Enhancement of the thermostability and the catalytic efficiency of Bacillus pumilus CBS protease by site-directed mutagenesis.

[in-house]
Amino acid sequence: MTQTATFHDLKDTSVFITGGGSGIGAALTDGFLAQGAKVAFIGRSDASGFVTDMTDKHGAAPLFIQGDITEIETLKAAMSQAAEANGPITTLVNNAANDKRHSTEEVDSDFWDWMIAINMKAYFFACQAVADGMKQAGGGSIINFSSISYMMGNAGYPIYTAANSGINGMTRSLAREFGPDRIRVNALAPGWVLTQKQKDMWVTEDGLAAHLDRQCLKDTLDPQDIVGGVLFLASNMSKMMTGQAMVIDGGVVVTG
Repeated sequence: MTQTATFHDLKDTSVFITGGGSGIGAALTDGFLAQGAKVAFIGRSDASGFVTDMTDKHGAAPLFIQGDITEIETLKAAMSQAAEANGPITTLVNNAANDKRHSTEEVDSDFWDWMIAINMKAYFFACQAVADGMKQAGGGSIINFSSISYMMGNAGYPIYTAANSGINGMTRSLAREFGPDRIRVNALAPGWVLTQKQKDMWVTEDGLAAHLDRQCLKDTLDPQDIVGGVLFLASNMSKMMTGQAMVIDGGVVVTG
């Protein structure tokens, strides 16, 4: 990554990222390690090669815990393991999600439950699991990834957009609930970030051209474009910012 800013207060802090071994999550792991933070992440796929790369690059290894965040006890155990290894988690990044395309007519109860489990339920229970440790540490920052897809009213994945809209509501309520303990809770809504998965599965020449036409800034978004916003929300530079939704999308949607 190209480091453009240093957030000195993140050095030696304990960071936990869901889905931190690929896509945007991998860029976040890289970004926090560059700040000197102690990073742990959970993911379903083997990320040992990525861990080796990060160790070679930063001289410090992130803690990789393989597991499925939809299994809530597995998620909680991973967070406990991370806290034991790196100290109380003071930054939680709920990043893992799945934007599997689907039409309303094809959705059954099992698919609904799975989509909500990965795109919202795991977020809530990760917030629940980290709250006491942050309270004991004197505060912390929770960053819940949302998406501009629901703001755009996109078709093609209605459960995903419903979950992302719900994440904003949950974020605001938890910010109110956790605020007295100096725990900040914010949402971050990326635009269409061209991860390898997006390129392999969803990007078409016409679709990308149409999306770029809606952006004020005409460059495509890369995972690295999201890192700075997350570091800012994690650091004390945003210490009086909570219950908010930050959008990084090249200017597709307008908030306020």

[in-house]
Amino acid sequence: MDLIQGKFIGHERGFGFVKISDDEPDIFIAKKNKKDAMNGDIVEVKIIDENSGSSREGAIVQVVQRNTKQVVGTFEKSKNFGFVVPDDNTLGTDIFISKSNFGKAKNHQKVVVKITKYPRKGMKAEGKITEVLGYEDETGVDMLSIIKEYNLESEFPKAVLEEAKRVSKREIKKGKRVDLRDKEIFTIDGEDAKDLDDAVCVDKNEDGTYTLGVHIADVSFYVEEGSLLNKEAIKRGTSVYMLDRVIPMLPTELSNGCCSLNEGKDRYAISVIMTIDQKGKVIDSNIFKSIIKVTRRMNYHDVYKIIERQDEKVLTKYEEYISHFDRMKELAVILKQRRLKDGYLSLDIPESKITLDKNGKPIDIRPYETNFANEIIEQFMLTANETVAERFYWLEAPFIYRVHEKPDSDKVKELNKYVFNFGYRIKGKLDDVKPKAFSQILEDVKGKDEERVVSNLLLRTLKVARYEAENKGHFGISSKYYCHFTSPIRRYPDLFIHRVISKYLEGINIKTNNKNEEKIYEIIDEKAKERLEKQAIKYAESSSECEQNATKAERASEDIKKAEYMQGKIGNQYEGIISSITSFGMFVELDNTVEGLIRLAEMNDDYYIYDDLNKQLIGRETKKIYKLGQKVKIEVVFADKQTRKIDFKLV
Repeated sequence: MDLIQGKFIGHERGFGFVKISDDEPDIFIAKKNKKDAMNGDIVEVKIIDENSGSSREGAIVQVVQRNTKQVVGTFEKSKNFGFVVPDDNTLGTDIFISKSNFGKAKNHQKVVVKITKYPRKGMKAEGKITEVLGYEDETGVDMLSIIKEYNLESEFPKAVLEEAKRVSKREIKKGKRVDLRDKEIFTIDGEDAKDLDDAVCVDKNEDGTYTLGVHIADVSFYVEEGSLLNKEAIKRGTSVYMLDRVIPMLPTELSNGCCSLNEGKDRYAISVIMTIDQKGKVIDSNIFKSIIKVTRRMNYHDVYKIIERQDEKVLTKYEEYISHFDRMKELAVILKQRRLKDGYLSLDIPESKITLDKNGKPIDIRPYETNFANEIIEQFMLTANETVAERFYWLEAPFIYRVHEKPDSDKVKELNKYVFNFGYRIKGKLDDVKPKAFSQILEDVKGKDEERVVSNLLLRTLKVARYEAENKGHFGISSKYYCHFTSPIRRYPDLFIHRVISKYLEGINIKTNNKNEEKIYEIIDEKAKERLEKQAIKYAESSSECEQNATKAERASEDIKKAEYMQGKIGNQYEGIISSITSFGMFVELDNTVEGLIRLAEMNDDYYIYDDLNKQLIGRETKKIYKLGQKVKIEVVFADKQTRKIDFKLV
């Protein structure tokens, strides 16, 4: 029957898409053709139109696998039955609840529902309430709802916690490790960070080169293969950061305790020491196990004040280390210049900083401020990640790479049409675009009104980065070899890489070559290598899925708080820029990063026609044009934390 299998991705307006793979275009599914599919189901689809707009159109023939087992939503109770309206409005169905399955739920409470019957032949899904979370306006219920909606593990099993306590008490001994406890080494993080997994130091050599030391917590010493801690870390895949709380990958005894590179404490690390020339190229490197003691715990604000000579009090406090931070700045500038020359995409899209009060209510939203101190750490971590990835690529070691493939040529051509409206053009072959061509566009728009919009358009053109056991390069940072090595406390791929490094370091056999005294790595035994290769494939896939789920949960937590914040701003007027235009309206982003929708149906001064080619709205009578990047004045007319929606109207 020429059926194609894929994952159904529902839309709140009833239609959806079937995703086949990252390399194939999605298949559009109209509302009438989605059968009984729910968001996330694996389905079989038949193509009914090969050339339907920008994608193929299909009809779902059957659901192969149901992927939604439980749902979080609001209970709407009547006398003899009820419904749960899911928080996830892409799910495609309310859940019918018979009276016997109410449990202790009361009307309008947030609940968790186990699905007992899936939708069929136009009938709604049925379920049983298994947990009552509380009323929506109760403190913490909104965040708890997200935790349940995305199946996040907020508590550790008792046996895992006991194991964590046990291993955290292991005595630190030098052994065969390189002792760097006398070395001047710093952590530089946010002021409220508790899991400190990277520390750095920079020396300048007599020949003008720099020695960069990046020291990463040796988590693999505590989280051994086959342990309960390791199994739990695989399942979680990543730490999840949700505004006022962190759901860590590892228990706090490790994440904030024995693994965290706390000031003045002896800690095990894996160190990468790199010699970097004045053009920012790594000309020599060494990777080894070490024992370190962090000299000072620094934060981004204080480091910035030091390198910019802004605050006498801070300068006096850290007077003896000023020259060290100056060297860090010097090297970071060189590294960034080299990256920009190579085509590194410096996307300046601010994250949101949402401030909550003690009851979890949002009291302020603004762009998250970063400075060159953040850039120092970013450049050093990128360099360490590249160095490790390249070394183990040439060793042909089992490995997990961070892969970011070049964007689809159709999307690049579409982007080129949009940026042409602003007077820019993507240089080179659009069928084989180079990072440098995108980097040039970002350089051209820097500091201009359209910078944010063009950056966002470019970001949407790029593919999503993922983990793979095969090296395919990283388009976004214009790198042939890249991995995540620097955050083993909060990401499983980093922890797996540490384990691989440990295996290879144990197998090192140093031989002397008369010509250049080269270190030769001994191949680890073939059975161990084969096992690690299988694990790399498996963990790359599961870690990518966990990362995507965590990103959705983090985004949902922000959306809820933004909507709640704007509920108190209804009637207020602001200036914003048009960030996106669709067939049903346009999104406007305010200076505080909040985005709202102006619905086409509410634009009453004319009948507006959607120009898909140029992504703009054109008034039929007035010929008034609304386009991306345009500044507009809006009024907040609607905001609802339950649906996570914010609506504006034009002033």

ABSTRACT The serine alkaline protease, SAPB, from Bacillus pumilus CBS is characterized by its high thermoactivity, pH stability and high catalytic efficiency (k(cat)/K(m)) as well as its excellent stability and compatibility with an alkaline environment under harsh washing conditions. Based on sequence alignments and homology-modeling studies, the present study identified five amino acids Leu31, Thr33, Asn99, Phe159 and Gly182 being putatively important for the enzymatic behaviour of SAPB. To corroborate the role of these residues, 12 mutants were constructed by site-directed mutagenesis and then purified and characterized. The findings demonstrate that the single mutants F159T, F159S and G182S and combined double substitutions were implicated in the decrease of the optimum pH and temperature to 8.0-9.0 and 50 degrees C, respectively, and that mutant F159T/S clearly affected substrate affinity and catalytic efficiency. With regards to the single L31I, T33S and N99Y and combined double and triple mutations, the N99Y mutation strongly improved the half-life times at 50 degrees C and 60 degrees C to 660 and 295 min from of 220 and 80 min for the wild-type enzyme, respectively. More interestingly, this mutation also shifted the optimum temperature from 65 degrees C to 75 degrees C and caused a prominent 31-fold increase in k(cat)/K(m) with N-succinyl-l-Ala-Ala-Pro-Phe-p-nitroanilide (AAPF). The L31I and T33S mutants were observed to improve mainly the optimum pH from 11.0 to 11.5 and from 11.0 to 12.0, respectively. Kinetic studies of double and triple mutants showed that the cumulative effect of polar uncharged substitutions had a synergistic effect on the P1 position preference using synthetic peptide substrates, which confirms the implication of these amino acids in substrate recognition and catalytic efficiency.